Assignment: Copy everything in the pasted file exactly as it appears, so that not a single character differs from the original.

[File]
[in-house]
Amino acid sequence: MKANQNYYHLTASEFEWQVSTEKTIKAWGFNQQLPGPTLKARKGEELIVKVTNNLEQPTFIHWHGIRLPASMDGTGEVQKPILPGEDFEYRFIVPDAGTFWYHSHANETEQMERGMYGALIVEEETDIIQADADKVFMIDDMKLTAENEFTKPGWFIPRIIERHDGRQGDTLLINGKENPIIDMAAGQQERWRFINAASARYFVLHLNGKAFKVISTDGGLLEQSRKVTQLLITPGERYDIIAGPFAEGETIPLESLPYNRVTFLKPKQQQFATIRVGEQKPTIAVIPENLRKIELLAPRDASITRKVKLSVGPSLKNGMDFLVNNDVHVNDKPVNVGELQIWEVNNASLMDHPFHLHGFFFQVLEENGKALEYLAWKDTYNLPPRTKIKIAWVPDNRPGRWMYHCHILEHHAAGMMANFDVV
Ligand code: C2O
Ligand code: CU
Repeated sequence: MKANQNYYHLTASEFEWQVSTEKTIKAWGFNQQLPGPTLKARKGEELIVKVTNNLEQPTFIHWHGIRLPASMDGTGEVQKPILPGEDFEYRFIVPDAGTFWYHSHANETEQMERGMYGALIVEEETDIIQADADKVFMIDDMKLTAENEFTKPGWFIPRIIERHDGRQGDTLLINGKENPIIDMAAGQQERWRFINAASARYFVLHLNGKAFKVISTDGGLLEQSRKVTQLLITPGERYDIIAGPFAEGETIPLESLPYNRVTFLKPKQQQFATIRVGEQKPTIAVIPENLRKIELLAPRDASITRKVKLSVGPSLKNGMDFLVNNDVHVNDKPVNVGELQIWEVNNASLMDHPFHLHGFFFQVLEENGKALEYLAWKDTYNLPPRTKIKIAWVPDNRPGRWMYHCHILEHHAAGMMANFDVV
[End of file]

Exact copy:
[in-house]
Amino acid sequence: MKANQNYYHLTASEFEWQVSTEKTIKAWGFNQQLPGPTLKARKGEELIVKVTNNLEQPTFIHWHGIRLPASMDGTGEVQKPILPGEDFEYRFIVPDAGTFWYHSHANETEQMERGMYGALIVEEETDIIQADADKVFMIDDMKLTAENEFTKPGWFIPRIIERHDGRQGDTLLINGKENPIIDMAAGQQERWRFINAASARYFVLHLNGKAFKVISTDGGLLEQSRKVTQLLITPGERYDIIAGPFAEGETIPLESLPYNRVTFLKPKQQQFATIRVGEQKPTIAVIPENLRKIELLAPRDASITRKVKLSVGPSLKNGMDFLVNNDVHVNDKPVNVGELQIWEVNNASLMDHPFHLHGFFFQVLEENGKALEYLAWKDTYNLPPRTKIKIAWVPDNRPGRWMYHCHILEHHAAGMMANFDVV
Ligand code: C2O
Ligand code: CU
Repeated sequence: MKANQNYYHLTASEFEWQVSTEKTIKAWGFNQQLPGPTLKARKGEELIVKVTNNLEQPTFIHWHGIRLPASMDGTGEVQKPILPGEDFEYRFIVPDAGTFWYHSHANETEQMERGMYGALIVEEETDIIQADADKVFMIDDMKLTAENEFTKPGWFIPRIIERHDGRQGDTLLINGKENPIIDMAAGQQERWRFINAASARYFVLHLNGKAFKVISTDGGLLEQSRKVTQLLITPGERYDIIAGPFAEGETIPLESLPYNRVTFLKPKQQQFATIRVGEQKPTIAVIPENLRKIELLAPRDASITRKVKLSVGPSLKNGMDFLVNNDVHVNDKPVNVGELQIWEVNNASLMDHPFHLHGFFFQVLEENGKALEYLAWKDTYNLPPRTKIKIAWVPDNRPGRWMYHCHILEHHAAGMMANFDVV